Is this just a matter of semantics? In part, but it is a matter of semantics under a cultural lens that acknowledges the importance and implications of language and semiotics (Barthes, 1957/1972). ADDIE, as an acronym, is well-suited for internet information retrieval and quick assimilation into the practice of instructional designers or subject matter experts who will never take on an in-depth study of the field. With this acronym so well-designed for access and memorization, there are far-reaching implications of how it positions its practitioners in the instructional design process.
Should we just do away with models all together?
The roots of instructional design cling to the soil of the military-industrial complex and its call for more effective, efficient and productive processes for uniform training. Though still of legitimate concern in today’s learning environments that reflect the transitional growth from industrial to knowledge based economies, calls for effectiveness, efficiency and productivity are now accompanied by calls for equity, sustainability and innovation.
Petrina (2004) argues that the models proposed by instructional designers are lacking because “universal formulas” could only work in apolitical environments which arguably, do not exist. However, a model for the process of instructional design that incorporates the political, by positioning the designer to engage rather than analyze the environment and diversity of voices, may work towards more equitable, sustainable and innovative approaches and outcomes. EDDIE, as a model of inclusion, prompts practitioners to position themselves as engaged participants in a process that can make room for both objectivist and constructivist approaches, depending on the circumstances. This blended and balanced approach is advocated by a growing number of scholars and practitioners in instructional design (Christensen, 2008; Wilson, 2005).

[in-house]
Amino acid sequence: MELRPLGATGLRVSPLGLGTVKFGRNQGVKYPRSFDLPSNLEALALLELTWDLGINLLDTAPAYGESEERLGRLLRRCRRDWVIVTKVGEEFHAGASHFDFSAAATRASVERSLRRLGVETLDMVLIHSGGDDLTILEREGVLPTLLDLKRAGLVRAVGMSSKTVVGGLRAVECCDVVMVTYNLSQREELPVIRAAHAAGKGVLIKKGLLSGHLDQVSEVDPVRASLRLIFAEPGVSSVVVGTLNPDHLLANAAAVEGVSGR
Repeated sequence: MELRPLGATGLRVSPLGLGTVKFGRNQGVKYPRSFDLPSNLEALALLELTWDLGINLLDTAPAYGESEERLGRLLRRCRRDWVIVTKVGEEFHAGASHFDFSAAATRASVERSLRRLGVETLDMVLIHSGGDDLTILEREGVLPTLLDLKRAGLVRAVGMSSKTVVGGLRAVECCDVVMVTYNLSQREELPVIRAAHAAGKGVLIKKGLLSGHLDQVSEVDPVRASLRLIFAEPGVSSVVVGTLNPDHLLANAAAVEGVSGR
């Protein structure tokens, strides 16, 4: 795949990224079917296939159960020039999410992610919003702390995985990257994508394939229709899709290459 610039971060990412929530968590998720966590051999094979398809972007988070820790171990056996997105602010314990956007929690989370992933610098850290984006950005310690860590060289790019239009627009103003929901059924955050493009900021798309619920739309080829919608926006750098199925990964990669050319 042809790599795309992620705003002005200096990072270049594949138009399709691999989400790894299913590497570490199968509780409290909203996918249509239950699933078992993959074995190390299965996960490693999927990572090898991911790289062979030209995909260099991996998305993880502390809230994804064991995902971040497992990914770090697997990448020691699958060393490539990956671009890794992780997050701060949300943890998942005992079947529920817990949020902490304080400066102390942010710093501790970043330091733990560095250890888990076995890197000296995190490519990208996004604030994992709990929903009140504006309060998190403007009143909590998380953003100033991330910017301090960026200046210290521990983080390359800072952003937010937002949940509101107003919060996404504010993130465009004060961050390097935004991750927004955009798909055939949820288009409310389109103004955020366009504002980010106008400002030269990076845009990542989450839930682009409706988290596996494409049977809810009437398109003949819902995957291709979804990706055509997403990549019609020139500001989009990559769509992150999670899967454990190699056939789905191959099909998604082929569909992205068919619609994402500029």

If you are an instructional designer or a subject matter expert (SME) asked to design instruction or produce an instructional tool, and you turn to resources from the field of instructional design, how might your process and results differ if you were met with the EDDIE model for guidance? Studies gathering evidence from the literature about how current practices reflect constructive engagement and studies designed to test the EDDIE model would provide useful guidance in answering this question. This discussion provides a framework for further research considering the role of instructional designers in the transitioning environment of globalized instructional design.